John Reekie
Technologicality, at work and play

Update to Neo3 PDR tweeter mount

In the article Refining a 4-way open-baffle speaker with the miniDSP 2×4, I noted a dip in the on-axis frequency response of the “naked” Neo3 tweeter. The on-axis curve is here in red:

Figure 15. Tweeter frequency response at 0, 30, 60 and 90 degrees

A dip like that is hard to remove – you can’t EQ it, as then the off-axis response will have a peak in it. Using Edge, I came up with a baffle for the Neo3; this is a quick prototype:

Prototype Neo3PDR Baffle

Prototype Neo3PDR Baffle

The on-axis response is shown in purple in the curve below. It’s not flat but it’s easy to EQ – the EQed response shown in green. I haven’t measured the off-axis response yet – that will tell if having a baffle this shape is any improvement. At the least, the baffle lifts up the bottom end, making the tweeter strain less with a low crossover point.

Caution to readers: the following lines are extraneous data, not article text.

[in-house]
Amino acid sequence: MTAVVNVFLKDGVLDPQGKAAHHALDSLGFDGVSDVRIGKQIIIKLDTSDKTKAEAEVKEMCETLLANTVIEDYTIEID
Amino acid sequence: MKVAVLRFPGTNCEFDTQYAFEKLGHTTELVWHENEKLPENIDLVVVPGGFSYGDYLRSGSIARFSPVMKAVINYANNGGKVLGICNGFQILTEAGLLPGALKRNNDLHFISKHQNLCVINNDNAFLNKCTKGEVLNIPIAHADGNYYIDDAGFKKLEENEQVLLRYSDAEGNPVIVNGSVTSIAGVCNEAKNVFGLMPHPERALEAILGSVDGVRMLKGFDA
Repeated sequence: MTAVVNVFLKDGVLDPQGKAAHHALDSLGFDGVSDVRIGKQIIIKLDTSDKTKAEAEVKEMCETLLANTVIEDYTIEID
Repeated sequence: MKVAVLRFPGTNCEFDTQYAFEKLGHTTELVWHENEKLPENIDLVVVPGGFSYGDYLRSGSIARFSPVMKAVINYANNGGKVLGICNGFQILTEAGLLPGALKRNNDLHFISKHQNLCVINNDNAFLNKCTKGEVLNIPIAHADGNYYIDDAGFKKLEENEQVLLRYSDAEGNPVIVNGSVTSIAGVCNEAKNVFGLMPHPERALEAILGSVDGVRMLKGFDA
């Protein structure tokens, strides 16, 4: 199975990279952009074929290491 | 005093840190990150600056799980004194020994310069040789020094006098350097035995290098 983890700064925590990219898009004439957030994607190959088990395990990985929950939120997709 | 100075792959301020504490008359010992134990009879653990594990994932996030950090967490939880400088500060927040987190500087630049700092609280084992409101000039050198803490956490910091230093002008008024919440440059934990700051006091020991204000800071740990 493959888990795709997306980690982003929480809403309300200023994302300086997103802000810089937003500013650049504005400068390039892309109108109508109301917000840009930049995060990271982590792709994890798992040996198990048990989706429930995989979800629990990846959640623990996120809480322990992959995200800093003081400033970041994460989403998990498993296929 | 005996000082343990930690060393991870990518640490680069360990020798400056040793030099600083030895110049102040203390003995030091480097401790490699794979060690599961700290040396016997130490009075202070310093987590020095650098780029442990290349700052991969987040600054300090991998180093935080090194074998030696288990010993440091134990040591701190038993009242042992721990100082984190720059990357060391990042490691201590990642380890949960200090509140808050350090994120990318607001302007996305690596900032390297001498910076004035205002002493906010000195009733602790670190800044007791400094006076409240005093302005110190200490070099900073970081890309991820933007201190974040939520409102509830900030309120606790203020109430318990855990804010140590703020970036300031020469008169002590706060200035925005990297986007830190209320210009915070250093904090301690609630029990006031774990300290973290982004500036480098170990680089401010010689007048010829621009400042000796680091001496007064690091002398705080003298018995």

New Neo3 PDR tweeter baffle measurements, on-axis, with and without EQ

New Neo3 PDR tweeter baffle measurements, on-axis, with and without EQ

Update April 16th 2012

Here is the off-axis measurement (with no EQ). In the frequency range from 3-10 kHz, the frontal lobe is wider than with the ideal dipole, but as you can see it still behaves like a dipole with a distinct null at 90 degrees. (And this is not intended to be a 100% precise measurement, the mic position was determined with a tape measure and eyeballing the angle of the baffle.)

Neo3 PDR new baffle 0 30 60 90 degrees

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